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FBI proposes own anti-terror unit

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WASHINGTON — The FBI proposed Thursday the creation of a separate intelligence division in the bureau, an announcement that officials acknowledged was to head off proposals from critics for forming a new, stand-alone domestic intelligence agency to deal with terrorist threats.

The proposal for a Directorate of Intelligence was announced in congressional testimony of FBI Director Robert S. Mueller, who has railed against proposals on Capitol Hill and elsewhere to strip the bureau of its responsibility for domestic intelligence in response to its documented intelligence failures in the months before the Sept. 11, 2001, attacks.

Appearing before a House appropriations subcommittee, Mueller proposed a "service within a service" in which the bureau would centralize its intelligence duties. The directorate, he said, would have "broad and clear authority over intelligence-related functions" and would be led by an executive assistant director of the FBI who had direct budget authority.

Aides to Mueller said the proposal, if approved by Congress, would probably result in the hiring of 100 additional intelligence specialists at the bureau.

Members of the independent commission that is investigating the Sept. 11 attacks, which is in the final weeks of its inquiry, have criticized the bureau for its failures before Sept. 11. Members have said they may recommend creating an American version of MI-5, Britain's domestic counterterrorism agency, to take over many intelligence functions.

Told of Mueller's announcement, a Democratic member of the commission, Timothy J. Roemer, a former House member from Indiana, said he wanted to review the proposal.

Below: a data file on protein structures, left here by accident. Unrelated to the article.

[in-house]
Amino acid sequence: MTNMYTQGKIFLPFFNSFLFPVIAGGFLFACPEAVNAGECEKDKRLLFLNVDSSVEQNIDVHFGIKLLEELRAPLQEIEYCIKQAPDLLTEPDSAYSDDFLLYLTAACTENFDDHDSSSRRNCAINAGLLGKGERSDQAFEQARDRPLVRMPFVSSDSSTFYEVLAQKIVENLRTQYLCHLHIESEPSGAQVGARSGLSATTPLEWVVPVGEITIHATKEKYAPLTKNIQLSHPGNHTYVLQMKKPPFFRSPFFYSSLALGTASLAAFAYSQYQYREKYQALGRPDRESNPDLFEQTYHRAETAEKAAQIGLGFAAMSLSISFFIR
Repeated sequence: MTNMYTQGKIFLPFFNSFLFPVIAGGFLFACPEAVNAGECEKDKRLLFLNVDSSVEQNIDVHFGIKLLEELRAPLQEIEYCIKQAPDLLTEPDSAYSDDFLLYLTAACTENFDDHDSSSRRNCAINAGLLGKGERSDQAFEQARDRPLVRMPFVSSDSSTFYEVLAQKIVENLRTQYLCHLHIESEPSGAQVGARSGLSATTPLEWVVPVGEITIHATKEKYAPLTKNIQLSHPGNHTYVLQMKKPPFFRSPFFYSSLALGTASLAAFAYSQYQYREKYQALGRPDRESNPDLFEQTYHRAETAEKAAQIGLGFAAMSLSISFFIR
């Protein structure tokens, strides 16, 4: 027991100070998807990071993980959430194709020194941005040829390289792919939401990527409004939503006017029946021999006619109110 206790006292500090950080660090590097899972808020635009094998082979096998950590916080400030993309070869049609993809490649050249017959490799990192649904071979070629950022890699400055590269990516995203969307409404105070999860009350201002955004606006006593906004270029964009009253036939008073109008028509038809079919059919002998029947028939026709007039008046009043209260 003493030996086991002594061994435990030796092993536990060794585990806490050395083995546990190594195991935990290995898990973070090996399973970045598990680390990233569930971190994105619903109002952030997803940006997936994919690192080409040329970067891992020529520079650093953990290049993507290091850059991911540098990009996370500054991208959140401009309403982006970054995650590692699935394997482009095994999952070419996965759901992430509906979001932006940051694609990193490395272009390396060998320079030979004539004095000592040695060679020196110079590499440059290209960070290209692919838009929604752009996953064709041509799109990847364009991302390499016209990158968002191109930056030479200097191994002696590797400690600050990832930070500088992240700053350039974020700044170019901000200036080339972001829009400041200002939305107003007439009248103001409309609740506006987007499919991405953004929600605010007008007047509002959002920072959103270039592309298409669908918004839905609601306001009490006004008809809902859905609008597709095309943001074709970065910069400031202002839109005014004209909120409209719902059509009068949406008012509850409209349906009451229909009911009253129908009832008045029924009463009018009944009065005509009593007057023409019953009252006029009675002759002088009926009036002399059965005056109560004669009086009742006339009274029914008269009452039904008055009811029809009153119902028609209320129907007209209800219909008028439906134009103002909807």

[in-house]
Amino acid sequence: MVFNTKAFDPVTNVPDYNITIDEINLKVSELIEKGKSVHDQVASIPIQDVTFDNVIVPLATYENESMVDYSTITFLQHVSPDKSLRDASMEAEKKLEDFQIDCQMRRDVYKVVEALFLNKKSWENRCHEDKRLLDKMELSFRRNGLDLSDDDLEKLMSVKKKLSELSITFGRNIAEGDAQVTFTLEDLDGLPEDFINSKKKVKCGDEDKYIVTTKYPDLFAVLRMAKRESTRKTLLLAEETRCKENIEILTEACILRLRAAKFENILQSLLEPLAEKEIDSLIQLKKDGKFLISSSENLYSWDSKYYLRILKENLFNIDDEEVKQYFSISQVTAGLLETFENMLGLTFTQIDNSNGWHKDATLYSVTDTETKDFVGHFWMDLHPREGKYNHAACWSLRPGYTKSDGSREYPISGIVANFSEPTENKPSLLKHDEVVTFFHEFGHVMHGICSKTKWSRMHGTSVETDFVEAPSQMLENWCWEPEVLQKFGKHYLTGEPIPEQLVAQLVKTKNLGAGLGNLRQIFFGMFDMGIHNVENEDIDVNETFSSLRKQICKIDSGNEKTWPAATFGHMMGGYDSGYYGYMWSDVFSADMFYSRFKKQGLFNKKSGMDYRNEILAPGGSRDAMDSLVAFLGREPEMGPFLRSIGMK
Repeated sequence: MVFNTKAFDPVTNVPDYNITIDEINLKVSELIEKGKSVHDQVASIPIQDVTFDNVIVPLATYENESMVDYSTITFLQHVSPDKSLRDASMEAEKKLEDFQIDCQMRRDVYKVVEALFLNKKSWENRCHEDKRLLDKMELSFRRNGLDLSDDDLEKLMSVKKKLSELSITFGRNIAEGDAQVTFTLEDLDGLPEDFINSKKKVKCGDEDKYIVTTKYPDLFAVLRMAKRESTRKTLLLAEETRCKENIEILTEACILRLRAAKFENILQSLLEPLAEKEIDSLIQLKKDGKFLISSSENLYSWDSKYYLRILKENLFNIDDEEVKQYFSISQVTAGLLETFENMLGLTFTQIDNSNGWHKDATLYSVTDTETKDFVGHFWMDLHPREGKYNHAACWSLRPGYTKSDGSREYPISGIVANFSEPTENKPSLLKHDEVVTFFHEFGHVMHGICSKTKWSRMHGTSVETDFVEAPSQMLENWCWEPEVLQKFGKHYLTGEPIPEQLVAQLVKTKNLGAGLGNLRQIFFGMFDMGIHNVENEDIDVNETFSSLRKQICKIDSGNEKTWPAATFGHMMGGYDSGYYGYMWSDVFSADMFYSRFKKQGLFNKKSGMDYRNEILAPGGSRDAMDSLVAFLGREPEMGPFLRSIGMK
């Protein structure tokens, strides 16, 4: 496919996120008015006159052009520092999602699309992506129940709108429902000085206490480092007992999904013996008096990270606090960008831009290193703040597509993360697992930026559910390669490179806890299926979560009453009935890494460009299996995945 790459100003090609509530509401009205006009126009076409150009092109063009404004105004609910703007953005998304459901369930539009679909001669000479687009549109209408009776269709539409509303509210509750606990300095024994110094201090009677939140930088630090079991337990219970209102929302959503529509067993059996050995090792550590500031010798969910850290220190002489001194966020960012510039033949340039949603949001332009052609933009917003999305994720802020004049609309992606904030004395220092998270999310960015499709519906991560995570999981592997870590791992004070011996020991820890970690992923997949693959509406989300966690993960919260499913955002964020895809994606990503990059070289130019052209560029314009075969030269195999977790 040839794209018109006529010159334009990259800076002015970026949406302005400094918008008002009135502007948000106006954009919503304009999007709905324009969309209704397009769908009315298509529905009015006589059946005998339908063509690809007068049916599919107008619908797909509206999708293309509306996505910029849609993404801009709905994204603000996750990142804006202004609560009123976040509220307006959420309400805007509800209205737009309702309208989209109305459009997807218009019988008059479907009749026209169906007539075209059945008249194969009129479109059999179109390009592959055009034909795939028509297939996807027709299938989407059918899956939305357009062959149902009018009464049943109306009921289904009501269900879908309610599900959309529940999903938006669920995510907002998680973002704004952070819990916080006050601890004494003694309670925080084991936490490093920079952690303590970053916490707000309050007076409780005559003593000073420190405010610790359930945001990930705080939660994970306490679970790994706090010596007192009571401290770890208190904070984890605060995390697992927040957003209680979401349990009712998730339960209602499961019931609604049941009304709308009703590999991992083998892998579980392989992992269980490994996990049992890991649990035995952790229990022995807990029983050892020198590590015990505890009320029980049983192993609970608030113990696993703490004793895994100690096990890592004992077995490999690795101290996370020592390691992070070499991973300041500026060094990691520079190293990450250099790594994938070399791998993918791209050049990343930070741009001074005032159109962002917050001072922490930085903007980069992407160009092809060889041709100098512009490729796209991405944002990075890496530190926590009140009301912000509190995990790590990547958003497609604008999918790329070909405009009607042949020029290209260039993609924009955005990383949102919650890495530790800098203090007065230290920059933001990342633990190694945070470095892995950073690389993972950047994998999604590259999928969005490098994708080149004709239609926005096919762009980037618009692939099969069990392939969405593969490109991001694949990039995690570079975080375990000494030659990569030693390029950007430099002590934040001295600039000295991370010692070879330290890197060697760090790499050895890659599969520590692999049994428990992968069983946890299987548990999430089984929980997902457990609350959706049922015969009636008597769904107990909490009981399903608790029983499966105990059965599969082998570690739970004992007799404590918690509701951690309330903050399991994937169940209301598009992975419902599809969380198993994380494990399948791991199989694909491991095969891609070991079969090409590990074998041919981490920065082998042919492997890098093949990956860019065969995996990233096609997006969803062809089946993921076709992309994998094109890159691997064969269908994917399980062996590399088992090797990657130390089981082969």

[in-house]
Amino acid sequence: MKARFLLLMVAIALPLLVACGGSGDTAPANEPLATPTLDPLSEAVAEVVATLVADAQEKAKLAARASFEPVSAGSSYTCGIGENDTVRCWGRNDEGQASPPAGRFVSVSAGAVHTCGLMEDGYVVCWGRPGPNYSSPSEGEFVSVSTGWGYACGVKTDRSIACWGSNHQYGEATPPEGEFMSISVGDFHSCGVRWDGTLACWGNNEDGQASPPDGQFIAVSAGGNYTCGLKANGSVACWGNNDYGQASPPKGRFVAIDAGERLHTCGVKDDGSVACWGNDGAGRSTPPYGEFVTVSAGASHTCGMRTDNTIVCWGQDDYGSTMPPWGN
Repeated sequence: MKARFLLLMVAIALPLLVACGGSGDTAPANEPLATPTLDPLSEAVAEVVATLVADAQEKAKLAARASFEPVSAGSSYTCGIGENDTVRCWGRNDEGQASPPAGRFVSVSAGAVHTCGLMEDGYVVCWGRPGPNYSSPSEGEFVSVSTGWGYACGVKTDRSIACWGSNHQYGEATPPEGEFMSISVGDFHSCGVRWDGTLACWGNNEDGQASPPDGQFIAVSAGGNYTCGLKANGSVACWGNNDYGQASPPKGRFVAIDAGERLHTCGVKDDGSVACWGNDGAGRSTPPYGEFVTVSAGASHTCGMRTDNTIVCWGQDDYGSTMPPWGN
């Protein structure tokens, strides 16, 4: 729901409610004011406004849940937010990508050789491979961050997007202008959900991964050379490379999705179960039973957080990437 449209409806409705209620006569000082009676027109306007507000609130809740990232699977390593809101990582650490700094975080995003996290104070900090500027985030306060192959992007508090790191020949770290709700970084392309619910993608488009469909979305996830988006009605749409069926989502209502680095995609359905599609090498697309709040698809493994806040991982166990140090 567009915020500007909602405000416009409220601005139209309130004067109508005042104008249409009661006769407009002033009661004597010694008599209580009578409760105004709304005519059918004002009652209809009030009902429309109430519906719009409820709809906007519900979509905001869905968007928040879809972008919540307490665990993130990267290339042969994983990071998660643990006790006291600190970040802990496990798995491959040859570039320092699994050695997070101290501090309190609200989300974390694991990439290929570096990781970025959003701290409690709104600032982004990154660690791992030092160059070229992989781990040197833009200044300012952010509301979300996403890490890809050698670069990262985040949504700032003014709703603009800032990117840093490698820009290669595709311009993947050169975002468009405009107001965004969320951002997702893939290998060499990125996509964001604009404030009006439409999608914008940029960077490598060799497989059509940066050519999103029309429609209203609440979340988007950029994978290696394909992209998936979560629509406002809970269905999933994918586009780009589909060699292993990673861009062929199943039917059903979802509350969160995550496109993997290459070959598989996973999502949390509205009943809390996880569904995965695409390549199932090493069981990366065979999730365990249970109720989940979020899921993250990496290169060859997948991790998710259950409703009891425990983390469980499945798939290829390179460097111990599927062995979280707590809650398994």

"The FBI is badly broken and needs both systemic and personnel reform," Roemer said. "This is another option, and it might be one that we'd consider."

The announcement was also cautiously welcomed by the leading critics of the bureau on Capitol Hill, including Sen. Charles E. Grassley, R-Iowa, who said the idea was "good in theory, and I hope it works in reality."

He said that the bureau needed "to make sure that tendencies to react to the crime of the day don't get in the way of its focus on fighting terrorism at every level."

Mueller, an ex-federal prosecutor who was sworn in as director days before 9/11, has promised to overhaul the FBI, turning it from its traditional emphasis on basic crime-fighting to focus on preventing terrorist attacks on U.S. soil.

His work has been made more difficult by a series of damning disclosures about blunders before the terrorist attacks, including the failure by the bureau in the summer of 2001 to act on warnings from field agents in Minnesota and Arizona about the possibility that Islamic terrorists were training pilots in the United States.

Aides to Mueller said the intelligence directorate was intended to streamline decision-making and add far greater authority to the executive assistant director for intelligence, the agency's chief intelligence officer. The post is held by Maureen A. Baginski, a former official of the National Security Agency who was an architect of the new proposal.

"We support the creation of a strong intelligence service within the FBI that leverages our formidable collection capabilities and fully integrates our law-enforcement and intelligence community partners," Mueller said in his testimony. "The authority of the executive assistant director for intelligence, who now provides policy and oversight, would be extended to cover all intelligence-related budgeting and resources."

He told the subcommittee that a new, stand-alone domestic intelligence agency would be unnecessary and wasteful, and that it would be wrong to try to separate law-enforcement from the government's counterterrorism efforts.

"Any reform proposal must recognize that intelligence is fundamental to successful FBI operations," he said. "Intelligence functions are woven throughout the fabric of the bureau, and any changes to this integrated approach would be counterproductive.

He said that if a separate domestic intelligence agency were created, the FBI would be left to wonder "when the intelligence agency will throw information over the transom to a law-enforcement agency."